688. The Temple Market

 •  1 min. read  •  grade level: 10
Matthew 21:1212And Jesus went into the temple of God, and cast out all them that sold and bought in the temple, and overthrew the tables of the moneychangers, and the seats of them that sold doves, (Matthew 21:12). Jesus went into the temple of God, and cast out all them that sold and bought in the temple, and overthrew the tables of the money changers, and the seats of them that sold doves.
In John 2:1414And found in the temple those that sold oxen and sheep and doves, and the changers of money sitting: (John 2:14) is an account of a similar occurrence which took place during the first year of Christ’s ministry.
This temple market is supposed to have been established after the captivity, when many came from foreign lands to Jerusalem. Lightfoot says: “There was always a constant market in the temple in that place, which was called ‘the shops’; where, every day, was sold wine, salt, oil, and other requisites to sacrifices; as also oxen and sheep in the spacious Court of the Gentiles” (Horae Hebraicae).
The money-changers made a business of accommodating those who had not the Jewish half-shekel for the annual temple tax. See note on Matthew 17:2424And when they were come to Capernaum, they that received tribute money came to Peter, and said, Doth not your master pay tribute? (Matthew 17:24) (#674). Every one, rich and poor, was expected to pay the half-shekel for himself during the month of Adar. It thus became necessary sometimes to change a shekel into two halves, or to exchange foreign money for the Jewish half-shekel. The men who followed this business made their living by charging a percentage for the exchange, and carried on their traffic within the temple area.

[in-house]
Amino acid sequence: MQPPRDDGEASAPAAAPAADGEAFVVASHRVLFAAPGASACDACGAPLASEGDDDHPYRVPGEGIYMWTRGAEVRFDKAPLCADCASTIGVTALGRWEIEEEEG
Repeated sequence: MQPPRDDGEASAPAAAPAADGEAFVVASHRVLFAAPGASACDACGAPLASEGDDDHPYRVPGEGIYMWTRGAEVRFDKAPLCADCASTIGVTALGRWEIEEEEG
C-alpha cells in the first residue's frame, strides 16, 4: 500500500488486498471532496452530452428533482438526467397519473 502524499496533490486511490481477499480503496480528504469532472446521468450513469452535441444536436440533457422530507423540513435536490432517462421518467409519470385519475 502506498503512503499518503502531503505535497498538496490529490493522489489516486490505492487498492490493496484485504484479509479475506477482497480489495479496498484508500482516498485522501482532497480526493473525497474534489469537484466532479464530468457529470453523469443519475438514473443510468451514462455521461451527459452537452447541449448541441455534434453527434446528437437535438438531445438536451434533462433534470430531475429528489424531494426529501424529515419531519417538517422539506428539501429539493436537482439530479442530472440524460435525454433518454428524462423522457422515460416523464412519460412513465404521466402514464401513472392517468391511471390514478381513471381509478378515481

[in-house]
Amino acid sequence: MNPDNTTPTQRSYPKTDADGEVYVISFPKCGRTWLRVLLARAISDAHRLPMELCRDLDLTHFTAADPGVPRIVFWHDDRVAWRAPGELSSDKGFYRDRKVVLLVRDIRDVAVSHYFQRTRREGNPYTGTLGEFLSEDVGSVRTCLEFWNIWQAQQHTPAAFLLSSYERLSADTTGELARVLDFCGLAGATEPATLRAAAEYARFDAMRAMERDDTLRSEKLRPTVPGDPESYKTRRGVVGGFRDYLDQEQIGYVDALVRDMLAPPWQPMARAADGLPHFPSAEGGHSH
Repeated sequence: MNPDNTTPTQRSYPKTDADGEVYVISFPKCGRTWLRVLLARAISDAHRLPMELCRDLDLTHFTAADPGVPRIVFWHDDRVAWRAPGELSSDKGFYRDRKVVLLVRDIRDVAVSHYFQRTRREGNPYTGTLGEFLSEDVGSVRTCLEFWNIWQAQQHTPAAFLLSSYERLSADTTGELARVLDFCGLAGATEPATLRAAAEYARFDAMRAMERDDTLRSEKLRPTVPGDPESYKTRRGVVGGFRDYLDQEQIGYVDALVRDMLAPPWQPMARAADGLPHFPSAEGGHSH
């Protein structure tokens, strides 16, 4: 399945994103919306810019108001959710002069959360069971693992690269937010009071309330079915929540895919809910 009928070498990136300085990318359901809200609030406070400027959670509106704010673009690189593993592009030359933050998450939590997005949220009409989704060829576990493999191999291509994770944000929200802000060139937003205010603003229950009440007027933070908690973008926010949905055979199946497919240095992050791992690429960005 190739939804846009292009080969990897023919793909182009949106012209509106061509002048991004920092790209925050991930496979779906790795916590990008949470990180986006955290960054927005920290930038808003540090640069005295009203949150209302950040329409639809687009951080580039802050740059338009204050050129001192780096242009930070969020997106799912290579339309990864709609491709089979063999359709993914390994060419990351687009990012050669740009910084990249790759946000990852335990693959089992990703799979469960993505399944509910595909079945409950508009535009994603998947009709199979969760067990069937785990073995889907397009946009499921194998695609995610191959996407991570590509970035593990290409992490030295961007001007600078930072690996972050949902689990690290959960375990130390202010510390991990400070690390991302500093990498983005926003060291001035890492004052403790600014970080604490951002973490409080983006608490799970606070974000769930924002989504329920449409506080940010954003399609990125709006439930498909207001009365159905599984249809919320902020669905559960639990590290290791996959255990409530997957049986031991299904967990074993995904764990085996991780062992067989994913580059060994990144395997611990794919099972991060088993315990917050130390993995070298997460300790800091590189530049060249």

Loftus found a curious resemblance to this practice in the court of the mosque of Meshed All at Nedjef: “A constant fair is carried on at stalls, which are supplied with every article likely as offerings to attract the eye of the rich or pious among these, white doves are particularly conspicuous” (Travels in Chaldea and Susiana, p. 53).